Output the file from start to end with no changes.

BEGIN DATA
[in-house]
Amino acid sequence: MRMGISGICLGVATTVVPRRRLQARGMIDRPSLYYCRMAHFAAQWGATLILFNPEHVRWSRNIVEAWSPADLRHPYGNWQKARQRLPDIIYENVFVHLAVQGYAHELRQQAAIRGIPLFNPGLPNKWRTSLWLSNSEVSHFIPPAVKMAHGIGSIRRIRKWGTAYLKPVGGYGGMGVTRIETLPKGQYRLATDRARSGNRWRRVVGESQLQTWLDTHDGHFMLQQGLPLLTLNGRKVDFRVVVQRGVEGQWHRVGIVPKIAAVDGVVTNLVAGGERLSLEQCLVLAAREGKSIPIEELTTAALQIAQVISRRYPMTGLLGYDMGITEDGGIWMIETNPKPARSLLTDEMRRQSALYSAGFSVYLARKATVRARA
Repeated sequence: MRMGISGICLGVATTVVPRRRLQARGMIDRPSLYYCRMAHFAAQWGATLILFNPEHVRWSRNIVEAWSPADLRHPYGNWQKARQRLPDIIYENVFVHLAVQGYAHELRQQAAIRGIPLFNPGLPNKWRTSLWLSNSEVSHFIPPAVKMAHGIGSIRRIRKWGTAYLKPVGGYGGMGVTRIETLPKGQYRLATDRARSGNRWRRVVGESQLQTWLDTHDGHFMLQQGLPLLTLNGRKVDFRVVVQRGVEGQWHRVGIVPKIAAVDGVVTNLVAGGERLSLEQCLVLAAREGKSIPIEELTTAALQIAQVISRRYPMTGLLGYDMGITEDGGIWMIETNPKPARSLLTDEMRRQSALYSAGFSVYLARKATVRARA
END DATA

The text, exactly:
[in-house]
Amino acid sequence: MRMGISGICLGVATTVVPRRRLQARGMIDRPSLYYCRMAHFAAQWGATLILFNPEHVRWSRNIVEAWSPADLRHPYGNWQKARQRLPDIIYENVFVHLAVQGYAHELRQQAAIRGIPLFNPGLPNKWRTSLWLSNSEVSHFIPPAVKMAHGIGSIRRIRKWGTAYLKPVGGYGGMGVTRIETLPKGQYRLATDRARSGNRWRRVVGESQLQTWLDTHDGHFMLQQGLPLLTLNGRKVDFRVVVQRGVEGQWHRVGIVPKIAAVDGVVTNLVAGGERLSLEQCLVLAAREGKSIPIEELTTAALQIAQVISRRYPMTGLLGYDMGITEDGGIWMIETNPKPARSLLTDEMRRQSALYSAGFSVYLARKATVRARA
Repeated sequence: MRMGISGICLGVATTVVPRRRLQARGMIDRPSLYYCRMAHFAAQWGATLILFNPEHVRWSRNIVEAWSPADLRHPYGNWQKARQRLPDIIYENVFVHLAVQGYAHELRQQAAIRGIPLFNPGLPNKWRTSLWLSNSEVSHFIPPAVKMAHGIGSIRRIRKWGTAYLKPVGGYGGMGVTRIETLPKGQYRLATDRARSGNRWRRVVGESQLQTWLDTHDGHFMLQQGLPLLTLNGRKVDFRVVVQRGVEGQWHRVGIVPKIAAVDGVVTNLVAGGERLSLEQCLVLAAREGKSIPIEELTTAALQIAQVISRRYPMTGLLGYDMGITEDGGIWMIETNPKPARSLLTDEMRRQSALYSAGFSVYLARKATVRARA